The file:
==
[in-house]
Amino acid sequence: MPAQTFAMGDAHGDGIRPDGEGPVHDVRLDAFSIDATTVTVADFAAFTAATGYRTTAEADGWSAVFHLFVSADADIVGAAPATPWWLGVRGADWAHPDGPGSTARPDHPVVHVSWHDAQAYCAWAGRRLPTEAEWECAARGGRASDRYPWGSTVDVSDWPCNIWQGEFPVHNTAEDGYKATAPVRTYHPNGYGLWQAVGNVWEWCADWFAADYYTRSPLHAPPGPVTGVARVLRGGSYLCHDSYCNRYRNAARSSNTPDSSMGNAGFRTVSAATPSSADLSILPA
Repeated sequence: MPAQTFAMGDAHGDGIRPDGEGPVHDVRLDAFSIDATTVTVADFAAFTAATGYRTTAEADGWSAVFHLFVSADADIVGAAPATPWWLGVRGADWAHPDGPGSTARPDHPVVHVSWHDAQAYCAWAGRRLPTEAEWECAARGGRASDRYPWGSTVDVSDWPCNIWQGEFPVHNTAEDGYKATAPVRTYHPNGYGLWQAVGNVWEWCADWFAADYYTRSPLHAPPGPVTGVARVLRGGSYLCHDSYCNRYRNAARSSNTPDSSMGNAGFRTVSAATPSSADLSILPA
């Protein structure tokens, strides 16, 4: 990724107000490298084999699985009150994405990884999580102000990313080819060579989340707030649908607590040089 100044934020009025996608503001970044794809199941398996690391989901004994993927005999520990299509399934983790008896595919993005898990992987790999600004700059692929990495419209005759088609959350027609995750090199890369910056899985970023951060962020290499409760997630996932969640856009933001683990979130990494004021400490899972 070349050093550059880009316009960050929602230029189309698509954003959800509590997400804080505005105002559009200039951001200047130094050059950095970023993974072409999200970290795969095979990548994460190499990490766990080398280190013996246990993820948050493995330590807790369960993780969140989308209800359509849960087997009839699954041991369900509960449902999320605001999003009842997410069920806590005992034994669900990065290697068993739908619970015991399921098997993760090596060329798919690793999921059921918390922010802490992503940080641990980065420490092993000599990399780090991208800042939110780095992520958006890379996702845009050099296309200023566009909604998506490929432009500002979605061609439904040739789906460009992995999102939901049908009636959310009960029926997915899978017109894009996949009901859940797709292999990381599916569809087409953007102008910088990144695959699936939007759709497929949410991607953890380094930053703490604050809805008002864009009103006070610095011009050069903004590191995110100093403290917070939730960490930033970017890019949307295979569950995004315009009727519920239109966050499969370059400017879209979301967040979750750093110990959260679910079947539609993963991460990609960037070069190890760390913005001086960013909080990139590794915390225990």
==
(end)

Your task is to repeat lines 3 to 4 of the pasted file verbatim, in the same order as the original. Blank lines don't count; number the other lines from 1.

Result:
Repeated sequence: MPAQTFAMGDAHGDGIRPDGEGPVHDVRLDAFSIDATTVTVADFAAFTAATGYRTTAEADGWSAVFHLFVSADADIVGAAPATPWWLGVRGADWAHPDGPGSTARPDHPVVHVSWHDAQAYCAWAGRRLPTEAEWECAARGGRASDRYPWGSTVDVSDWPCNIWQGEFPVHNTAEDGYKATAPVRTYHPNGYGLWQAVGNVWEWCADWFAADYYTRSPLHAPPGPVTGVARVLRGGSYLCHDSYCNRYRNAARSSNTPDSSMGNAGFRTVSAATPSSADLSILPA
């Protein structure tokens, strides 16, 4: 990724107000490298084999699985009150994405990884999580102000990313080819060579989340707030649908607590040089 100044934020009025996608503001970044794809199941398996690391989901004994993927005999520990299509399934983790008896595919993005898990992987790999600004700059692929990495419209005759088609959350027609995750090199890369910056899985970023951060962020290499409760997630996932969640856009933001683990979130990494004021400490899972 070349050093550059880009316009960050929602230029189309698509954003959800509590997400804080505005105002559009200039951001200047130094050059950095970023993974072409999200970290795969095979990548994460190499990490766990080398280190013996246990993820948050493995330590807790369960993780969140989308209800359509849960087997009839699954041991369900509960449902999320605001999003009842997410069920806590005992034994669900990065290697068993739908619970015991399921098997993760090596060329798919690793999921059921918390922010802490992503940080641990980065420490092993000599990399780090991208800042939110780095992520958006890379996702845009050099296309200023566009909604998506490929432009500002979605061609439904040739789906460009992995999102939901049908009636959310009960029926997915899978017109894009996949009901859940797709292999990381599916569809087409953007102008910088990144695959699936939007759709497929949410991607953890380094930053703490604050809805008002864009009103006070610095011009050069903004590191995110100093403290917070939730960490930033970017890019949307295979569950995004315009009727519920239109966050499969370059400017879209979301967040979750750093110990959260679910079947539609993963991460990609960037070069190890760390913005001086960013909080990139590794915390225990």